Eco-responsible gestures adopted by the different generations in their bathroom

Ecology is a macro-trend and all citizens are called upon to become responsible. However, not everyone adopts the same gestures because of their history, their needs or their habits. We will explore, in particular, how the French over 50s have adopted everyday gestures in their bathroom to be more respectful of the environment.

Not everyone over 50 had a bathroom when they were young, and many of the older people did not even have access to running water in their homes when they were children. The first bathrooms appeared in the 1930s, but they were not accessible to everyone. In fact, it was only after the Second World War that the rate of equipment increased. According to INSEE, in 1968, only 47% of main residences had a shower or a bathtub and it was not until 1975 that 70% of homes were equipped with one. The hygiene culture of the over-60s is therefore very different from that of younger people born into homes that already have one.

In November 2022, OpinionWay conducted a study on the theme of “French people and eco-actions in the bathroom”. It shows the actions taken in the bathroom by the over 50s as well as by the younger generation.

What do the French think about environmentally friendly bathroom practices?

Regardless of age, everyone has already adopted environmentally friendly practices in the bathroom and is convinced that adopting these practices has “a real positive ecological impact”.

Among the youngest, one person in two says that adopting these practices in their bathroom is a “difficult habit to get into”. For the over 50s, it is only one person in four.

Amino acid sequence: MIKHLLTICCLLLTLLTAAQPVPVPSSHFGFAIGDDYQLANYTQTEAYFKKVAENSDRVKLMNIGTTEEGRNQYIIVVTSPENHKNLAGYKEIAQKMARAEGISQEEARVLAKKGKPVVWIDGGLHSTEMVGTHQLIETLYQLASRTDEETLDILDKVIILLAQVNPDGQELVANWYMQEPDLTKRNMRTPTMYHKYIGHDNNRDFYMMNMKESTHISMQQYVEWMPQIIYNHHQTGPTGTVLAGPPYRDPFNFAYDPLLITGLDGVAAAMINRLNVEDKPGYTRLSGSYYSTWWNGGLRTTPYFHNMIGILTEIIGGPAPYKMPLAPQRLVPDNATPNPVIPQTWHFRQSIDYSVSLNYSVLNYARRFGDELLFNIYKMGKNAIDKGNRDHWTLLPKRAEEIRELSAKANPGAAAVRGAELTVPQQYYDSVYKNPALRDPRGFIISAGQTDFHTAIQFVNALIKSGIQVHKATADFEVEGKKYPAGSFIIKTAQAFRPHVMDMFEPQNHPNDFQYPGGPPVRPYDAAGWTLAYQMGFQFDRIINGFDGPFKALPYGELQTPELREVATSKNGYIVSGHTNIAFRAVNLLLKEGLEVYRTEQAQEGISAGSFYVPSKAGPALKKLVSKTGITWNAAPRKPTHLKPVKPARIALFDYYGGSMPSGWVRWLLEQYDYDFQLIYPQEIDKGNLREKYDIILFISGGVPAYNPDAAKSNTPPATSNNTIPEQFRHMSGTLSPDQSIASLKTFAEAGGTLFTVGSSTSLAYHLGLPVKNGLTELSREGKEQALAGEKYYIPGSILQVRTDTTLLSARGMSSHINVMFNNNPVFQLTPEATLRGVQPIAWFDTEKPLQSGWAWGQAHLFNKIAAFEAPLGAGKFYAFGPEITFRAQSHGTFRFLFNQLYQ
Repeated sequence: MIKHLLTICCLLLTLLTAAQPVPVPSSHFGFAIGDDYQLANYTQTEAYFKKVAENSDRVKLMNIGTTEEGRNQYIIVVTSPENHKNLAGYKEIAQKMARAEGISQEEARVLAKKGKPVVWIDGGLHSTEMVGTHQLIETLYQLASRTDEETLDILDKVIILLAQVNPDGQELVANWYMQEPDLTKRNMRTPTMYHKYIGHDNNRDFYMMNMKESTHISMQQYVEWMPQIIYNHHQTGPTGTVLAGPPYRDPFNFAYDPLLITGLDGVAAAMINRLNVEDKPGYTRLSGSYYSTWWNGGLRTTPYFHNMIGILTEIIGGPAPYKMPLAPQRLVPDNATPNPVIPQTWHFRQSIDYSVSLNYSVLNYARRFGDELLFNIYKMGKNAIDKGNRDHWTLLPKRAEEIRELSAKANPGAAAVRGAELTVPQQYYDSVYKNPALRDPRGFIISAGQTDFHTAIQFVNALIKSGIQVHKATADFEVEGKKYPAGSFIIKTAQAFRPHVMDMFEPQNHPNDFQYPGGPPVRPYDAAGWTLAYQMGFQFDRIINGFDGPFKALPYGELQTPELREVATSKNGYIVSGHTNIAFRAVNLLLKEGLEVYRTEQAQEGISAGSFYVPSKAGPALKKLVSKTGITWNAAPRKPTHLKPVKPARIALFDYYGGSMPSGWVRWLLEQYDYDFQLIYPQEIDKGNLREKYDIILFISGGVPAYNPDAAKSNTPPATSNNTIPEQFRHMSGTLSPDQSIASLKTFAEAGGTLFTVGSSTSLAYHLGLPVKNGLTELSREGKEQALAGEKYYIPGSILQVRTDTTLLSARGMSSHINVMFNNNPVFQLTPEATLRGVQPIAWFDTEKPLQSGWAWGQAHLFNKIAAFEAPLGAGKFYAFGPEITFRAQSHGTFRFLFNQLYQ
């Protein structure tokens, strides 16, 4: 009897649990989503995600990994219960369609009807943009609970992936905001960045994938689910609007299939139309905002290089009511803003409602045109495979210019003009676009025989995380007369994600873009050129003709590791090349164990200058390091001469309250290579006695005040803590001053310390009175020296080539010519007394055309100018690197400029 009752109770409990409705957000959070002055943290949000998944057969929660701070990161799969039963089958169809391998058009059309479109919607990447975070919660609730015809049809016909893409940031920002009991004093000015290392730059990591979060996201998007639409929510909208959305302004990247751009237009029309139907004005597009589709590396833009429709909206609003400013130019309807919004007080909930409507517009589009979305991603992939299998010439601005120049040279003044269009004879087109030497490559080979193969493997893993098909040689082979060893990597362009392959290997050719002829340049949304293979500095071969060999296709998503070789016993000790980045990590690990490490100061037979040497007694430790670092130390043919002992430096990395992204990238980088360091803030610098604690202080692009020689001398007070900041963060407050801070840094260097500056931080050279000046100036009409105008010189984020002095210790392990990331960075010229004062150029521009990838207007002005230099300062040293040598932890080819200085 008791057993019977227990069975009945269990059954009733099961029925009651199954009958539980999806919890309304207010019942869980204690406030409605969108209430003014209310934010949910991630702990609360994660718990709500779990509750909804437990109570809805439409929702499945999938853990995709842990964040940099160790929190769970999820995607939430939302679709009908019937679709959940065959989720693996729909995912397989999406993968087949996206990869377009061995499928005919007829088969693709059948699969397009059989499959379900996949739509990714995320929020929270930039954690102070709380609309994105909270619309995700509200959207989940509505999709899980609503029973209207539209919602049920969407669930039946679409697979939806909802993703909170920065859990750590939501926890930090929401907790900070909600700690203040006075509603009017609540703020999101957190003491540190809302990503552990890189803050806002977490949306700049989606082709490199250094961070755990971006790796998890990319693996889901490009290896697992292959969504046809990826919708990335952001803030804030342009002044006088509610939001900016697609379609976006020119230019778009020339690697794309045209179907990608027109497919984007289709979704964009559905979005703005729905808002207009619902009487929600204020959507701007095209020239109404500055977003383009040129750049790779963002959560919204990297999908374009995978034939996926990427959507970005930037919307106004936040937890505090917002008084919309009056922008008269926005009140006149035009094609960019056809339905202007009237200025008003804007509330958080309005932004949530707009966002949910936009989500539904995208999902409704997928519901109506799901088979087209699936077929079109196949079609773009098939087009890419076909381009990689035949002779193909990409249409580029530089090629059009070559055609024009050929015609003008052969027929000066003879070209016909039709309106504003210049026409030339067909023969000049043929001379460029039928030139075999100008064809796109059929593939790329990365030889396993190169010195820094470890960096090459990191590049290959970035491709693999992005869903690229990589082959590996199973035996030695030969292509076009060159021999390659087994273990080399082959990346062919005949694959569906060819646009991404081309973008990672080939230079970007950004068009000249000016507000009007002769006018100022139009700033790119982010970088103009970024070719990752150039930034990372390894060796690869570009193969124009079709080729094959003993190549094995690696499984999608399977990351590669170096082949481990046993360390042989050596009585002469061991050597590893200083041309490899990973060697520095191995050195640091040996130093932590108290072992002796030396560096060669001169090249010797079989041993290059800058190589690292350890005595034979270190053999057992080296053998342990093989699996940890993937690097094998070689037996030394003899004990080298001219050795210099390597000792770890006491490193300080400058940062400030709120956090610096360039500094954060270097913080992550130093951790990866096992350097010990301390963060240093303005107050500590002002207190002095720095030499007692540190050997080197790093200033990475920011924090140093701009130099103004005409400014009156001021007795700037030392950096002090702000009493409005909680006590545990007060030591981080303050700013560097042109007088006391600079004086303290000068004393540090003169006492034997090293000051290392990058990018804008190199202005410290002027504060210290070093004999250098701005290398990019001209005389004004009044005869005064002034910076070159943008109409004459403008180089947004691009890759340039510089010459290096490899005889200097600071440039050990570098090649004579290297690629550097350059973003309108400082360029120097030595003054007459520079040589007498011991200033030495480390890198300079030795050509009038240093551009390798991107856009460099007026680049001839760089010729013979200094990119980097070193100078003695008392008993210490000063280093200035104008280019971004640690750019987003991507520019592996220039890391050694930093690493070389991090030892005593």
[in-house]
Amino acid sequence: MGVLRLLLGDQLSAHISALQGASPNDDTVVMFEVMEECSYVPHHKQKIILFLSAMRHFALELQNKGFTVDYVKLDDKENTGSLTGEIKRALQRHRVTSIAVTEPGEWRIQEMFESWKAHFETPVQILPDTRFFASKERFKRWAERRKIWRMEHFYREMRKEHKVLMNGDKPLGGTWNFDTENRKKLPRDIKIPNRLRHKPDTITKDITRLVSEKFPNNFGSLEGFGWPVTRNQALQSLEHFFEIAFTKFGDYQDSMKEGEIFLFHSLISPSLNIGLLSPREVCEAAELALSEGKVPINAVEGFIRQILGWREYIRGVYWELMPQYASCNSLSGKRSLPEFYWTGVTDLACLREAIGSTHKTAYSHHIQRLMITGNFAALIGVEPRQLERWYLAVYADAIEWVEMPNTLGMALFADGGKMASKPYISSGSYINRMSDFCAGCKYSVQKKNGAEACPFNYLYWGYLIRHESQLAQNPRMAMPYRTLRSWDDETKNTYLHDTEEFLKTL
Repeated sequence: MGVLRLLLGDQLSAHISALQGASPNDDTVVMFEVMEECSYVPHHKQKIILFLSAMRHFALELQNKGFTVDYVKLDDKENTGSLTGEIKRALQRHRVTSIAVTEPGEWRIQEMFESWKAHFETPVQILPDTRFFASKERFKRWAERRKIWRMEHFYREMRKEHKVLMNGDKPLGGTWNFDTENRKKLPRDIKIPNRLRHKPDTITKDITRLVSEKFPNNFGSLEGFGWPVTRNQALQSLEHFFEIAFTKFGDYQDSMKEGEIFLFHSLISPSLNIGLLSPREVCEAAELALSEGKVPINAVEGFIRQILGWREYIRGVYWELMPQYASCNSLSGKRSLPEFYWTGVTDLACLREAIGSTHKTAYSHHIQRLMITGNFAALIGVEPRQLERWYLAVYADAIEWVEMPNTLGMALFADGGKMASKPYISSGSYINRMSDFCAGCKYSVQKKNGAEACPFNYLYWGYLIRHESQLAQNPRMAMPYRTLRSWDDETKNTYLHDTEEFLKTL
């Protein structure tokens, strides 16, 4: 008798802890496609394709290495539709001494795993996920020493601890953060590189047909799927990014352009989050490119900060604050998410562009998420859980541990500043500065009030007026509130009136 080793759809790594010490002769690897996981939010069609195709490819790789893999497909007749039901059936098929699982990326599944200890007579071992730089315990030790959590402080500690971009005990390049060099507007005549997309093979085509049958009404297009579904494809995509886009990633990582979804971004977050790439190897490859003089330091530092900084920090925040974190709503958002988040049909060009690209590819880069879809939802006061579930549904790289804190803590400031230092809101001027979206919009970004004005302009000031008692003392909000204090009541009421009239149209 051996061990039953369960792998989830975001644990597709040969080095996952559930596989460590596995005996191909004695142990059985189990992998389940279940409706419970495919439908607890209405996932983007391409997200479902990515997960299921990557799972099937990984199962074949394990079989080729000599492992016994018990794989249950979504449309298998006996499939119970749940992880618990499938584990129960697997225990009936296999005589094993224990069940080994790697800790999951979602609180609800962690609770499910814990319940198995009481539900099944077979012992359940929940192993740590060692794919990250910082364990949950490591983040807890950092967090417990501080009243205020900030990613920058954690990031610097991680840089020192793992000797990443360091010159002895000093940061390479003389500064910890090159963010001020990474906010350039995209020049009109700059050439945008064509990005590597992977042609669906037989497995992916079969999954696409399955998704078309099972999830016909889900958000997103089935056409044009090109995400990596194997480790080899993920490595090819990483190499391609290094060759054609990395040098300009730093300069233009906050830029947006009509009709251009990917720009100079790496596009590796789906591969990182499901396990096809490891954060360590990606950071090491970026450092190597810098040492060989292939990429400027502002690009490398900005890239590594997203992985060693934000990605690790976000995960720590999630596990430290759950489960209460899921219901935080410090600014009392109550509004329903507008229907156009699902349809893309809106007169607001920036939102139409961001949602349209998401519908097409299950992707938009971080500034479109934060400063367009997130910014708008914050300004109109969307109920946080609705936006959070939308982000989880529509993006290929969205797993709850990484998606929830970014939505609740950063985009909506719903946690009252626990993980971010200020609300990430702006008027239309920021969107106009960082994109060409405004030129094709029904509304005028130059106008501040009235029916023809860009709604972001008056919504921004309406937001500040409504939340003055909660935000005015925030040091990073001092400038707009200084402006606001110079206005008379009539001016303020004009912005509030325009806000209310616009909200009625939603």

Adopting environmentally friendly practices is more “synonymous with constraints than convictions” for half of the 18 to 24 year olds, while for the elderly, this is the case for only one person in three.

What actions are taken to be more environmentally friendly?

The over 50s say they “limit the amount of product used to avoid waste” and “choose products with natural ingredients or of natural origin” to act positively in favour of the planet.

Those aged 65 and over are the ones who most declare that they “fight against water waste in the bathroom” with a gap of +4 points with 18-24 year olds and +8 points with 25-34 year olds. Among the 65+ age group, there are people from the Silent Generation who in their time did not have access to running water in their homes, which may explain their more economical use of water. They are also more likely to declare that they “sort their bathroom waste” at 92%, a difference of -6 points with the 18-24 year olds and -10 points with the 25-34 year olds.

Certain gestures are adopted more by younger people, such as “limiting the use of disposable products” at 88%, compared to 68% of 50-64 year olds (-20 points) and 72% of those aged 65 and over (-16 points). While a large majority of French people “cut the tubes at the end of the products so as not to waste what is left”, it is the 18-24 year olds who are the most likely to do so (81%) compared to 72% for the 25-34 and 50-64 year olds. They will also “give preference to hygiene/beauty products with reusable packaging”, which is slightly less the case for 35-49 year olds, since 71% of them say they do so.

There is a convergence of behaviours across all generations in the actions to be taken to “fight against water waste”. However, when it comes to limiting energy bills, there are differences in priorities between the ages.

The over-65s are more likely to take action in the bathroom to reduce their energy bill. One in two people over 65 say they “reduce the length of the shower” and “reduce the temperature of showers or baths”, i.e. differences of +15 points and +16 points respectively with younger people.

While one in two people aged 50-64 say they “systematically turn off the tap while soaping and shampooing in the shower” and “systematically turn off the tap while washing their teeth, face or shaving”, only a quarter of people say they “use an economiser on their taps to limit water consumption” in order to limit the energy bill.

Younger people are the least in favour of the idea of “showering every other day” to reduce their energy bill (24%). The over 65s are more in favour of this. If we go back 50 years, communications focused on the fact that we should only take “one shower a week”. It was not until the 1980s that cosmetics and hygiene brands began to communicate the importance of showering daily.

Source: Insee, Système d’analyse de la population par l’historique des recensements (Saphir) from 1968 to 2018.


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